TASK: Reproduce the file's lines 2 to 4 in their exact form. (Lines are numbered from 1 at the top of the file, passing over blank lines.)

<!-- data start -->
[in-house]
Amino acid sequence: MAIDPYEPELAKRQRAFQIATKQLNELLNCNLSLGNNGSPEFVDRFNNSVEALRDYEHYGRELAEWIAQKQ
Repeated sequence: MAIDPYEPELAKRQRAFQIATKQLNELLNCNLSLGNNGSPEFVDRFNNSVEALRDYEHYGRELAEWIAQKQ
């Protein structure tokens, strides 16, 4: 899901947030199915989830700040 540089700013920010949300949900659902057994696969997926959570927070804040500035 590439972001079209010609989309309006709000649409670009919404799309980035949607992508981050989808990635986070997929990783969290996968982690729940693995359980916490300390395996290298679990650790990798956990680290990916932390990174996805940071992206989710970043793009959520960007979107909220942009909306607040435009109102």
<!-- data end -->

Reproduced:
Amino acid sequence: MAIDPYEPELAKRQRAFQIATKQLNELLNCNLSLGNNGSPEFVDRFNNSVEALRDYEHYGRELAEWIAQKQ
Repeated sequence: MAIDPYEPELAKRQRAFQIATKQLNELLNCNLSLGNNGSPEFVDRFNNSVEALRDYEHYGRELAEWIAQKQ
């Protein structure tokens, strides 16, 4: 899901947030199915989830700040 540089700013920010949300949900659902057994696969997926959570927070804040500035 590439972001079209010609989309309006709000649409670009919404799309980035949607992508981050989808990635986070997929990783969290996968982690729940693995359980916490300390395996290298679990650790990798956990680290990916932390990174996805940071992206989710970043793009959520960007979107909220942009909306607040435009109102």